JFK SPEAKS ON TEST BAN AND TAX CUTS
Washington, D.C. (JFK+50) President John F. Kennedy spoke to the Nation on radio and television 50 years ago tonight at 7 p.m. Eastern time, September 18, 1963.
The 35th President of the United States discussed both the Nuclear Test Ban Treaty and his administration's tax cut proposals.
The Nuclear Test Ban Treaty was about to come to a vote in the Senate while his Tax Cut Bill was soon to be considered by the House of Representatives.
Confident that the Test Ban Treaty would pass, the President used most of the speech to address his tax cut proposals.
The President said:
"Peace around the world, and progress here at home, represent the hopes of all Americans. In the next 7 days the Congress will make critical decisions in both areas.
The United States Senate will vote on the treaty outlawing nuclear tests in the atmosphere.
The other crucial vote, which is in the House of Representatives, affects every individual and every business in the United States, and the taxes we pay to the Federal Government."
President Kennedy said that the tax rates in place at the time were harmful and argued that taxes were too high and took too much money out of people's pocketbooks and, as a consequence, hurt the economy.
"(The) tax cut means more jobs for American workers...more buying power for consumers and investors...and...more production and jobs for our Nation's needs."
The President added that a tax cut would also help protect against another recession as well as providing new markets for American business.
Another benefit of a tax cut according to JFK included "higher family income and higher business profits and a balanced Federal budget."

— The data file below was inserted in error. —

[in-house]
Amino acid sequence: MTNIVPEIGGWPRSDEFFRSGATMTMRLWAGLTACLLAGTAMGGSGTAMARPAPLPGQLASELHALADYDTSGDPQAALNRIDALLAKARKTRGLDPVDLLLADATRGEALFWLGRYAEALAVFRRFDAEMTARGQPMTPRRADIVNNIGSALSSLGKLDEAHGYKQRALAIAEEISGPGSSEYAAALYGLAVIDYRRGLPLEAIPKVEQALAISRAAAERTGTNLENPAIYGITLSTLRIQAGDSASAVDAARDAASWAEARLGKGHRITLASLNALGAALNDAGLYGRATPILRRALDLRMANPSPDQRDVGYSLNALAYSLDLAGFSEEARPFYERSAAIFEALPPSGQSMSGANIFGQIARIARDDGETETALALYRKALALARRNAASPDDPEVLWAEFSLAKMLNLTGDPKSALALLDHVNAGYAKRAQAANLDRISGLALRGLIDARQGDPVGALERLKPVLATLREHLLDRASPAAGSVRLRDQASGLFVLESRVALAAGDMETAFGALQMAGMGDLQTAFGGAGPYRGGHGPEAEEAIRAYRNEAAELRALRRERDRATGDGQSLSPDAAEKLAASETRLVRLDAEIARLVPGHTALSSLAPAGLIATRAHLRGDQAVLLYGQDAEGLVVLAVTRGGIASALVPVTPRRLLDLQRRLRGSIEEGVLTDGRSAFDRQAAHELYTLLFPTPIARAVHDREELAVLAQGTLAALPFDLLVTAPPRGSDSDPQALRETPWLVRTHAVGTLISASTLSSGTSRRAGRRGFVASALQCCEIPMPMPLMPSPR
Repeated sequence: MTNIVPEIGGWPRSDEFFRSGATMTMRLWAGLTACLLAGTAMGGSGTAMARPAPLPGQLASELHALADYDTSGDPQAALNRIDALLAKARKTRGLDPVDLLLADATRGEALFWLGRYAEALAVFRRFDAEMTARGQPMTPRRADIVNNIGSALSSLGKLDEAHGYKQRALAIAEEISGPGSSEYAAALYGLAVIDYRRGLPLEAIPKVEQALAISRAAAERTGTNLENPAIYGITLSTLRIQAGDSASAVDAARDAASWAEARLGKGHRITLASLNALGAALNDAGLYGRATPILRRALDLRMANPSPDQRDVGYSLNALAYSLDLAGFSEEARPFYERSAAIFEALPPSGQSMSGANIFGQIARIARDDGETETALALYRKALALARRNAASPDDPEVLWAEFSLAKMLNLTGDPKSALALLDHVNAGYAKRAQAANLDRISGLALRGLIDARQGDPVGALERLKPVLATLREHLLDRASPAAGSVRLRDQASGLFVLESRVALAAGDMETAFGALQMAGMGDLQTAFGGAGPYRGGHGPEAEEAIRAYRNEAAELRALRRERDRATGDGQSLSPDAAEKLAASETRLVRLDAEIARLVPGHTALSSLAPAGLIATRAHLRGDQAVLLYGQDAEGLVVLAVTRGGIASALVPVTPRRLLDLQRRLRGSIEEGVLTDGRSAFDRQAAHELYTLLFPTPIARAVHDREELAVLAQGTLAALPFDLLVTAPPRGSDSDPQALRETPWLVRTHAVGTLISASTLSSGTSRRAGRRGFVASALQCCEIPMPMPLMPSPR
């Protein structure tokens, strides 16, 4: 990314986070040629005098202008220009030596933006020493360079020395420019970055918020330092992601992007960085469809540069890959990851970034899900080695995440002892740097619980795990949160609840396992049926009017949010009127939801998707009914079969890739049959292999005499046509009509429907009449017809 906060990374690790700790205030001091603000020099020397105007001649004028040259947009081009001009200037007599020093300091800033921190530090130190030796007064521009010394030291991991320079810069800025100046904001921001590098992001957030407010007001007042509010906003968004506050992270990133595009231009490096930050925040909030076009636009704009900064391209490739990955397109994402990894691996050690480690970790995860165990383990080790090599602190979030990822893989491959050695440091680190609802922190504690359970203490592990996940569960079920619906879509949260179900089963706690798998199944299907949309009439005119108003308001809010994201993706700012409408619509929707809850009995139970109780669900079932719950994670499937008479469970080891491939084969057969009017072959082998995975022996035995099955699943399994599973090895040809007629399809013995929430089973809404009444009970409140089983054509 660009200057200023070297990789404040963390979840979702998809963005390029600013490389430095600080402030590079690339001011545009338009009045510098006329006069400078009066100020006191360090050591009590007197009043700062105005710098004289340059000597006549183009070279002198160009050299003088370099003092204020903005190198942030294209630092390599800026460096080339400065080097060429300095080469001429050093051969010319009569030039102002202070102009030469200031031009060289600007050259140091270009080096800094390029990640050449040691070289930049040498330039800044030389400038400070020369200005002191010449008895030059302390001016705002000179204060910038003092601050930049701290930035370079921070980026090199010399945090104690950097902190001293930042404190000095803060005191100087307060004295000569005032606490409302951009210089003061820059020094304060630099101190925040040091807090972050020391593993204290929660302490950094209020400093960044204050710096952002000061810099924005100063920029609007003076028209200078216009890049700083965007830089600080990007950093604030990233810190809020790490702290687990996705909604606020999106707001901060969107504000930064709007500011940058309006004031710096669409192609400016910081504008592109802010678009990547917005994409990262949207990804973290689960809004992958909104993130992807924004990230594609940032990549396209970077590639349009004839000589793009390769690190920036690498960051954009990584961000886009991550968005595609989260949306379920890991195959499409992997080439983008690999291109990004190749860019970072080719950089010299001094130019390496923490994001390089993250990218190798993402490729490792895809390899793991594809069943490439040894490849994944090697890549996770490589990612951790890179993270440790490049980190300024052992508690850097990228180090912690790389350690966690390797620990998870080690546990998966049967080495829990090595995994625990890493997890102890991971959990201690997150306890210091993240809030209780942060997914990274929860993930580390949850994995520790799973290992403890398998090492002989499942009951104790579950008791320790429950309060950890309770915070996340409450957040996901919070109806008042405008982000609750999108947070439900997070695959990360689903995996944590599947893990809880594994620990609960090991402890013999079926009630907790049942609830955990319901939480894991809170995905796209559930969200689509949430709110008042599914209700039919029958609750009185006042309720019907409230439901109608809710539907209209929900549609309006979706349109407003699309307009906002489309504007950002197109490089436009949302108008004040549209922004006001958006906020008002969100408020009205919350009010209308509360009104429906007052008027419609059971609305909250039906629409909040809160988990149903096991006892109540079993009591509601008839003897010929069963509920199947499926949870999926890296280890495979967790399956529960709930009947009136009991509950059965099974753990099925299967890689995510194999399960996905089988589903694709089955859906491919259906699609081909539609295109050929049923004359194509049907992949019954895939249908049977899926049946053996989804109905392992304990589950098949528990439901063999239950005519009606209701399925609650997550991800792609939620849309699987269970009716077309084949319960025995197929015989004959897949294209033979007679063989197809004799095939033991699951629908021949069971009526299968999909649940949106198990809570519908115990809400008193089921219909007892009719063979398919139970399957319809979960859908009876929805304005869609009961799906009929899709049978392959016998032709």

The President concluded...
"I do not say it will solve all our economic problems, but this bill is the keystone of the arch."
DAG HAMMARSKJOLD DEAD IN PLANE CRASH
Salisbury, Rhodesia(JFK+50) United Nations Secretary-General Dag Hammarskjold was killed 52 years ago today, September 18, 1961, when his Swedish DC6 airplane crashed in northern Rhodesia.
The Secretary-General was on a trip to meet Moise Tshombe, leader of the province of Katanga, and to negotiate the crisis in the Congo.
Mr. Hammarskjold was elected Secretary-General of the UN on April 7, 1953.
15 others aboard the aircraft were also killed.
Dag Hammarskjold received posthumously the 1961 Nobel Peace Prize.
"Dag Hammarskjold is dead, but the United Nations lives on."
United Nations Secretary-General
UN Department of
Public Information Photo
"The Public Papers of the Presidents of the United States: John F. Kennedy, 1963," United States Government Printing Office, Washington, 1964.
FIDEL CASTRO VISITS NEW YORK CITY
New York City (JFK+50) Cuban premier, Fidel Castro, arrived 53 years ago today, September 18, 1960, in New York City.
Castro was in town to head the Cuban delegation to the United Nations and was to address the UN General Assembly.
The Premier and his party lodged at the Theresa Hotel in Harlem where he met with Malcolm X and Langston Hughes.
On September 26, 1961, Premier Castro gave a 4 hour speech to the General Assembly in which he criticized American "imperialism" as well as its policies in Latin America, Asia and Africa.
September 22, 1960
Library of Congress Photo